• IPMAN seeks repair before proposed sale
The Bureau of Public Enterprises (BPE) yesterday said it would privatise the four refineries in the country next year.
The bureau’s Head, Public Communications, Mr Chigbo Anichebe, told the News Agency of Nigeria (NAN) in Abuja, that the refineries’ privatisation was part of the ongoing oil sector’s reforms.
Last week, the Minister of Petroleum Resources, Mrs Diezani Alison-Madueke, had told Bloomberg TV Africa in London, that the country would privatise the four refineries by the first quarter of next year.
Her disclosure was the second time the federal government would unfold plans to privatise its refineries.
President Olusegun Obasanjo had approved the sale of the refineries during his administration but his successor, the late President Umaru Yar’Adua in 2007 reversed the sale of the refineries for lack of transparency in the transaction.
However, President Goodluck Jonathan in November 2012 recommended that the refineries should be sold due to inadequate financing and sub-optimal performance.
It is uncertain, however, if the federal government would take into consideration the right of first refusal which was granted business moguls, Aliko Dangote and Femi Otedola, who bought the Port Harcourt refinery in 2007, but was reversed by the late Yar’Adua.
Should the government factor this in the transaction, new prospectives bidders would have to contend with both of them.
But ahead of the proposed sale of the refineries, the Independent Petroleum Marketers Association of Nigeria (IPMAN) has urged the federal government to repair them before privatisation.
Anichebe, nonetheless, said the privatisation plans were currently at the preliminary stage, where the blueprint of the policy would be decided.
“We are working with the Nigerian National Petroleum Corporation (NNPC) and Ministry of Petroleum Resources on the privatisation of the four refineries.
“We are just in the preliminary discussion with them and very soon, we will make public the work plan for the privatisation processes, including the engagement of advisers to advise us on the transaction.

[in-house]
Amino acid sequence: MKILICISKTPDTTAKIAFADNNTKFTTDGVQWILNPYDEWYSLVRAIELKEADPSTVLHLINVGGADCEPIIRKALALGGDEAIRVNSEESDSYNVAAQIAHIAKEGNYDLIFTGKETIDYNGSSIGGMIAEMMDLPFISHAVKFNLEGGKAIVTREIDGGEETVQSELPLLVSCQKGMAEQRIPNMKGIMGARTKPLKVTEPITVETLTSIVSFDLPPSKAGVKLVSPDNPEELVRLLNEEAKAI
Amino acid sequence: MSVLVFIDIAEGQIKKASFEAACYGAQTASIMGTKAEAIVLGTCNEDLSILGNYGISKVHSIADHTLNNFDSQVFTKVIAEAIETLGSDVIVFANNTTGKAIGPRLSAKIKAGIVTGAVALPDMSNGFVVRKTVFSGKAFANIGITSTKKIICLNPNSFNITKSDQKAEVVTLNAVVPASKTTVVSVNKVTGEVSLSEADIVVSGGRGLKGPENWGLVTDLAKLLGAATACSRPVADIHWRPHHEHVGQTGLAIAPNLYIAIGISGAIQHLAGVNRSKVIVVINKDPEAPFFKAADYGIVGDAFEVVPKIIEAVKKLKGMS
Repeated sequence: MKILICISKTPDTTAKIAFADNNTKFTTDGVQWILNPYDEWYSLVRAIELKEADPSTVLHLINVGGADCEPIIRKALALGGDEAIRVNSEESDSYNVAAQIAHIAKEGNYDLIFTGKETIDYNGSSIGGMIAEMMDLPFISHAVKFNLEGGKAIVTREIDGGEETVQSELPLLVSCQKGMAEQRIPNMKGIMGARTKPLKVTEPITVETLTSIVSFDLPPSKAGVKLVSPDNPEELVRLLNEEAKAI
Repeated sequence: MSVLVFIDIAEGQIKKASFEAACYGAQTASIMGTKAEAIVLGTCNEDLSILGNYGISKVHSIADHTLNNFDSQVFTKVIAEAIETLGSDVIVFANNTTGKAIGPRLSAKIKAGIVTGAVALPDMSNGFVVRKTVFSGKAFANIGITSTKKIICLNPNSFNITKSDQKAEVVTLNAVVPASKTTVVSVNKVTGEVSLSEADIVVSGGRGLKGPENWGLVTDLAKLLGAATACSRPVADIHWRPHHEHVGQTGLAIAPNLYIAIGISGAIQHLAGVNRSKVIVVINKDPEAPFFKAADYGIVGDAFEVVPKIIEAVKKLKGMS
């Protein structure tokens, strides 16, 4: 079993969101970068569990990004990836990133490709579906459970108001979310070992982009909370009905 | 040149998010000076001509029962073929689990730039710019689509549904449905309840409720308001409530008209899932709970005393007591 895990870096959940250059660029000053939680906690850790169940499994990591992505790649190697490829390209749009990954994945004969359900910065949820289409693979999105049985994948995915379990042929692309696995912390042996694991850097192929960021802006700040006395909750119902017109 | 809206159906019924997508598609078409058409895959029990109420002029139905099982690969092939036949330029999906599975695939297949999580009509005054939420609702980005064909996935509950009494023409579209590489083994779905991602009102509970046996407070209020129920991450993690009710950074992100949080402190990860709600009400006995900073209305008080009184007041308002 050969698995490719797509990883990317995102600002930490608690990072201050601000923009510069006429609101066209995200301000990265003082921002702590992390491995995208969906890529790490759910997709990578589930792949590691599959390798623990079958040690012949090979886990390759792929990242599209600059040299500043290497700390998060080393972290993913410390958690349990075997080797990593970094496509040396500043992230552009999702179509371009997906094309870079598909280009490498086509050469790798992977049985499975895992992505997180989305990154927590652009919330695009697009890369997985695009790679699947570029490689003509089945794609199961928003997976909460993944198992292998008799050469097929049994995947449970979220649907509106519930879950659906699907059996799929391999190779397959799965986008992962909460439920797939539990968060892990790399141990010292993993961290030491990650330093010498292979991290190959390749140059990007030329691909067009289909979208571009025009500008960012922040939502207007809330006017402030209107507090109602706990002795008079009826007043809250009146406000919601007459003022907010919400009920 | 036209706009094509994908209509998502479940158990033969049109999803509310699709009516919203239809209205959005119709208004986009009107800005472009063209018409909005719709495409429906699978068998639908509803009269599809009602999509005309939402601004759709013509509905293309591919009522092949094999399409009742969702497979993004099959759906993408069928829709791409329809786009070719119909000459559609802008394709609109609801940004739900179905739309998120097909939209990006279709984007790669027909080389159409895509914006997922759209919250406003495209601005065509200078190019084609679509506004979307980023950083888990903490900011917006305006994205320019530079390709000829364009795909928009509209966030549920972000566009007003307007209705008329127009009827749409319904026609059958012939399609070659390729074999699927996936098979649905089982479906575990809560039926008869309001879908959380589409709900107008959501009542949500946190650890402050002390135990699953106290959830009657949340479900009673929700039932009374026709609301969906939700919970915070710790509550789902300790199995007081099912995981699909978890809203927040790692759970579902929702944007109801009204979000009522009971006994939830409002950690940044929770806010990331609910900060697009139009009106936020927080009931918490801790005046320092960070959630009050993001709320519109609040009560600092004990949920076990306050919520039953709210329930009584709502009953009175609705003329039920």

“Once the work plan is fine-tuned, hopefully by the end of the year or early January next year, the work plan as well as the schedule will be unveiled to all stakeholders, including the media,’’ he said.
Anichebe explained that the privatisation would be handled in line with the usual strategy of the bureau, which was to sell a certain percentage of shares and reserve a certain percentage for the workers, host communities and Nigerians.
He urged Nigerians not to be apprehensive about the refineries’ sale because only capable and visionary investors would be considered in the privatisation process.
“People should not be edgy about this transaction because we have done this over and over again. When we first started with the telecommunications sector, people were worried that we will give it to the wrong people.
“They were worried about the security implications and all that. I believe that whether these companies end up with local, home-based or foreign investors, what is important is the efficiency of whoever is handling it.
“The criteria should be that the buyers have the financial muscle and technical know-how to run these companies. We don’t bother about where they come from, as long as they are coming with clean money to invest in our economy.
“So, when we are doing our evaluation of investors for the transaction, that is what we will look at,’’ he said.
The BPE spokesman also said in 2014, the bureau would also begin the privatisation of the housing sector, Abuja Security and Commodity Exchange Plc., as well as the country’s transportation sector.
As the nation awaits details of the privatisation of the refineries, petroleum marketers under the aegis of IPMAN have urged the federal government to repair them before the selling them off.
Chairman of IPMAN, Alhaji Sule Magaji, in an interview with NAN yesterday, said: “We in IPMAN are against the plan to sell the refineries but if the federal government will not rescind the decision, the refineries should be made fully functional before being sold.
“The government should also take concrete measures to further secure all oil pipelines across the country.”
According to him, repairing the refineries and securing the pipelines would motivate potential buyers and other investors to be part of the planned sale.
The– IPMAN boss also expressed his fear that the sale of the refineries would lead to total removal of subsidy on some petroleum products.